Baking & Snack - June 2018 - 97




Fryers must keep oil clean and evenly heated to make the perfect donut.
by Charlotte Atchley


Quality donut frying all comes down to the oil and its
ability to transfer heat to the dough. Temperature must
be consistently distributed throughout the fryer. The
oil can't get too hot too fast or for too long or it will
start to degrade, and then it can't get the job done. And
sediment that sloughs off the donut must be removed
and the oil refreshed to impart a clean taste to a finished donut.
All these challenges can be navigated by exerting a bit
of control on the fryer. Heating elements must get the oil
hot in a gentle way. Continuously filtered oil maintains
its freshness. And that new oil should be constantly recirculated throughout the fryer to eliminate cold spots.

Heated just right
Control over the oil temperature starts with how it's
treated throughout the fryer. "The frying oil needs to
be heated quickly to keep the temperature constant, but
you should not do this just by using extreme temperatures as this will damage the oil," said Ken Weekes, fryer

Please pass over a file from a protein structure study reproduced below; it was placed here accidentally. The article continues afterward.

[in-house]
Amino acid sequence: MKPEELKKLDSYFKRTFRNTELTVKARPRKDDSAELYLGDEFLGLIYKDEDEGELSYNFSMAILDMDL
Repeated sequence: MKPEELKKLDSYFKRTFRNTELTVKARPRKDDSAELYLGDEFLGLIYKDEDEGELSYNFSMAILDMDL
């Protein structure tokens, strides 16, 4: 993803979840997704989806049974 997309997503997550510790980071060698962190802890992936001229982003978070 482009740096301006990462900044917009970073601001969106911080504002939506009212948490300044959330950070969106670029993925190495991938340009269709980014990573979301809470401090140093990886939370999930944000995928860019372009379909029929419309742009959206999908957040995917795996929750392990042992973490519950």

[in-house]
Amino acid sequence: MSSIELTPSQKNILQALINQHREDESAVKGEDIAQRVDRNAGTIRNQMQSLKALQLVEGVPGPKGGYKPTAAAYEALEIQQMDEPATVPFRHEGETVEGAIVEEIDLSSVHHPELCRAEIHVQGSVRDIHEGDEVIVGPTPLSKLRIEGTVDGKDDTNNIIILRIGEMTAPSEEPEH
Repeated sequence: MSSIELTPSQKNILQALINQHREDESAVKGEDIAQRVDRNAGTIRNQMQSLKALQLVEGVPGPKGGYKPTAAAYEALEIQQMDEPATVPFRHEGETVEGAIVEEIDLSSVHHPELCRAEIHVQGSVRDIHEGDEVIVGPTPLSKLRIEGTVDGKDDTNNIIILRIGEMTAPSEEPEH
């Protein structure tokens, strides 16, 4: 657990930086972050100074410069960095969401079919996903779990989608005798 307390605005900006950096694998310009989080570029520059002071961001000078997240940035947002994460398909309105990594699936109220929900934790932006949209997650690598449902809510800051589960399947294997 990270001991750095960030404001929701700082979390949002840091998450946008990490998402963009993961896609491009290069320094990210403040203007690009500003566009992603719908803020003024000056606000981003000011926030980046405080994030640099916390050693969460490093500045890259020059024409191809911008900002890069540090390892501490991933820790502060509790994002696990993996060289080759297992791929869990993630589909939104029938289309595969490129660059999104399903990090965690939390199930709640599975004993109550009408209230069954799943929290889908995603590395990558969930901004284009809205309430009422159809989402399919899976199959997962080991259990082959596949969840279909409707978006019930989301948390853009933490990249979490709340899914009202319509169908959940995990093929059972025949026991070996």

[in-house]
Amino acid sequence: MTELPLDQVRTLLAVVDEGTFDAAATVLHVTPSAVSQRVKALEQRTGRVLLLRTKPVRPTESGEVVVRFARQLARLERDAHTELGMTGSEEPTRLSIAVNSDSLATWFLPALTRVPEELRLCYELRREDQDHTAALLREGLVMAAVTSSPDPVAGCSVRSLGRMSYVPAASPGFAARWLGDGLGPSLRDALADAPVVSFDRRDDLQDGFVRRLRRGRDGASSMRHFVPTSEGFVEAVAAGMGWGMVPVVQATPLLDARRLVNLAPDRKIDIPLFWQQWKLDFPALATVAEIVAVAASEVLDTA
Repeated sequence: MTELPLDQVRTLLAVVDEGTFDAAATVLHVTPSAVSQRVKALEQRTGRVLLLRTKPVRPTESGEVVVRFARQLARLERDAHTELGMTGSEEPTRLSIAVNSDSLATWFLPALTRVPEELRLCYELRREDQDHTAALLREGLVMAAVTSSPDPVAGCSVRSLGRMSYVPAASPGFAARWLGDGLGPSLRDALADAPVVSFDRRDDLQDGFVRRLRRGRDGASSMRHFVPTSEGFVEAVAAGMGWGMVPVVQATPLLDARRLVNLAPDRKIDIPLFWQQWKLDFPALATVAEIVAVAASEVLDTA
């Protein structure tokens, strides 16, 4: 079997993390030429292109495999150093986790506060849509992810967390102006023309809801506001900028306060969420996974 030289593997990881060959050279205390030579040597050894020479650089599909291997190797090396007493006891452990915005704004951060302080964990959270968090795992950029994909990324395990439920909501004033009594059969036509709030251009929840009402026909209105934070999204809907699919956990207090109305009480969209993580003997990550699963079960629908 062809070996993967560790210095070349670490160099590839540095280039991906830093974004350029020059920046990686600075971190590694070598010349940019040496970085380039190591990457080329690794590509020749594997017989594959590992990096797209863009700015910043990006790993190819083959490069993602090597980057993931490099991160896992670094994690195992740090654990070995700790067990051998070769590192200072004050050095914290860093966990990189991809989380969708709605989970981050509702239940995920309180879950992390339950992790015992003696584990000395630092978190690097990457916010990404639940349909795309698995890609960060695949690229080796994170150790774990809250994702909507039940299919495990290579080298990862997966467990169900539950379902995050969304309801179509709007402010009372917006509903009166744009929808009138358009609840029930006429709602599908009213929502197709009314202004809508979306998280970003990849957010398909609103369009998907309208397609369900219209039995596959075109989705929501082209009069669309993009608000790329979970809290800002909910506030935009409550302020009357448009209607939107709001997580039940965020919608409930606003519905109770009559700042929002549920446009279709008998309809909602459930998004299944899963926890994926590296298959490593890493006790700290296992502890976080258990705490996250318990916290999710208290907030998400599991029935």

specialist, WP Bakery Group.
Achieving these temperatures quickly and holding
them constant require a large heating area, Mr. Weekes
explained. For a smaller fryer, she recommended electrical heating. "The elements are directly in the oil and

give you an immediate reaction when the temperature
drops," he said.
Moline Machinery's new LIBRA Series electric and
gas fryers maximize oil life by minimizing surface temperature of the electric elements or gas burners. This
doesn't degrade the oil as it heats. "High surface temperatures, regardless of the heating method, degrade
frying oil," said David Moline, vice-president, sales and
marketing, Moline Machinery. "Oil life is maximized by
heating oil at lower surface temperatures, and longer oil
life means higher product quality and longer production
It's also important to size the fryer appropriately and
select the right heating method. "There are many adequate methods of heat transfer to cooking oil, but the
correct system must be chosen for a given application,"
said Doug Kozenski, sales manager, processing, Heat
and Control. Each heating method has its benefits and
drawbacks. With gas, Mr. Kozenski suggested multiple
burners placed laterally or longitudinally to provide balanced heating. Thermal fluid or stem heating benefits
from a two-pass longitudinal coil or two-pass tubes.
"The distributed flow design spreads the heat across the
width and the two-pass tubes ensure uniform heat down
the length of each zone," he said.

The proper heating element
and oil circulation ensure
consistent temperature to
evenly fry donuts.
Heat and Control / June 2018 Baking & Snack 97

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